Comments on: Questions for Lawrence Carroll and Onya McCausland: Enantiodromia Part II Abstract Critical is a not-for profit company aiming to establish a new critical context for all generations of artists involved with ambitious abstract art. Sun, 09 Nov 2014 17:23:33 +0000 hourly 1 By: Robin Greenwood Fri, 09 May 2014 17:53:37 +0000 Mmm, well, thanks, but I have to say I think it’s stretching a point, when in fact it amounts to no more, as far as I can see, than making your own paint. It just gets vaguer – I don’t see that this retrieves a historical process, at least not for scrutiny. I certainly couldn’t access any of that by looking at the work.

By: Luke Elwes Fri, 09 May 2014 15:44:41 +0000 Hi Robin,
What I mean is that she excavates ground in various parts of the country which may for example be rich with iron ore or chalk deposits, motivated by a desire I imagine (without wishing to speak for her) to retrieve a historical process, to work directly with the substance and (unmodulated) colour of raw pigment as well as the history of the place from which it comes (thus the work’s site specific labelling).
What is achieved is harder to say without encountering their physical presence in her minimal arrangements, which appear both tactile & provisional.
I agree that it helps to have some backstory to the work though, and that seeing her work over time (most recently at the Piper Gallery before it closed last year) helps give it cumulative resonance.

By: Robin Greenwood Fri, 09 May 2014 15:02:49 +0000 Hi Luke,
Can you explain to me how “painting as excavation” would be a desirable, or even achievable, thing. What does it mean?

Also, I’m not up to speed with the backstory – presumably you had to read something to make the work “doubly interesting”?

By: Luke Elwes Fri, 09 May 2014 12:41:59 +0000 Having seen the show (which ends Saturday) it is Onya Mccausland’s pieces that really stand out – especially her large site specific piece ‘Separation’ where a large ply panel coated in warm dark ochre hovers on the white wall while its cool aluminium double lies on the floor beneath. If Matisse’s cut out’s clearly come to mind so do the panels of Ellsworth Kelly. But what make’s the work doubly interesting is it’s material origins, its physical connection to the earth: the patient process by which she tracks down & recovers minerals from the ground beneath us (in this case from Todmorden moor in Lancashire), and the alchemy through which the malleable earth becomes pigment. This is painting as excavation, a meditation on how the buried past might be released back into the present.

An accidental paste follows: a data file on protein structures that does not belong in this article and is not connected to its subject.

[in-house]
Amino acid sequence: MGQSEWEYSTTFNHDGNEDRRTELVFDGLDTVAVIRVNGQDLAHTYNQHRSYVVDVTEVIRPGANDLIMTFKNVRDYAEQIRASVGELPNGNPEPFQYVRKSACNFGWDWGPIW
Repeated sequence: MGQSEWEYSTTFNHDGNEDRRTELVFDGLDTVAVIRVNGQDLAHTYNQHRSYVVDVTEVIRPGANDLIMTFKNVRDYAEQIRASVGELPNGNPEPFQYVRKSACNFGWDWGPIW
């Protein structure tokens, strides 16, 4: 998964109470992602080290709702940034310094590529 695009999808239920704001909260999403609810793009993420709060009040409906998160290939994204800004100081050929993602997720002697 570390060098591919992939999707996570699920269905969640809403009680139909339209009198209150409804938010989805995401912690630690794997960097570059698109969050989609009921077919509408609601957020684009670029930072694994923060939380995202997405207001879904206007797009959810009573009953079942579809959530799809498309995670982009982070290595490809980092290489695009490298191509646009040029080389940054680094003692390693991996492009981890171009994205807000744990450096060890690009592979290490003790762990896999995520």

By: Katrina Tue, 06 May 2014 22:38:38 +0000 Well I am trying to get my head around some ideas about materiality and construction – here is the back cover description of the book I am reading and you’ll see at the Zero Books website some more from the comments:
Color, Facture, Art and Design:
Artistic Technique and the Precisions of Human Perception by Iona Singh

‘With its appeal to the most subterranean aspects of perception art was always destined to be one of the last bastions of the transcendental in the 21st century.

Color, Facture, Art and Design investigates the “beauty” of art based on the somatic “magic” of the physical body and its relationship to nature, arguing that the sensual affect of expert artistic combinations of art materials: pigments and resins, in some paintings exploits a bridge between the intricacies of human sentience and the external world.

Art is thus more accurately located next to the sciences of language, mathematics, physiology and psychoanalysis. As the “pure mathematics” of the discipline, this materialist definition of fine-art develops guidelines for architecture, design, cultural-studies and ultimately social change.’

I am also looking forward to reading about the ‘picture-object’ (tableau-objet/Kahnweiler/Gris) that Brandon Taylor talks about in his new book After Constructivism, ideas about fabrication, ‘madness’ and the Russian word ‘faktura’. In my own work I have been thinking about architecture folding in on itself in a kind of ‘origamiesque’ sort of way…..

By: Sam Mon, 05 May 2014 07:15:04 +0000 That wasn’t intended to be sarky, I would genuinely like to know!

By: Sam Mon, 05 May 2014 06:22:36 +0000 Hi Katrina. Thank you for the enthusiasm. Can you say what these more interesting lines of enquiry might be?

By: Katrina Sun, 04 May 2014 22:42:13 +0000 Great stuff! It probably doesn’t matter but maybe a painting is a work of art that has got ‘paint’ (liquid colour or pigment) somewhere in the process… I agree with Onya when she talks about colour and the restraint needed in order to explore its materiality and relationship to the viewer/environment – basically perception. Most monochromatic or so called minimalist works/paintings have got a complex set of considerations, contexts and aims and it just takes a bit of time to look carefully, explore and think. This was a very good show that asked a lot of questions about materiality but also construction. I am glad that the questions about the word ‘abstract’ and ‘image’ were sidestepped more or less in these interviews. There are more interesting lines of enquiry here.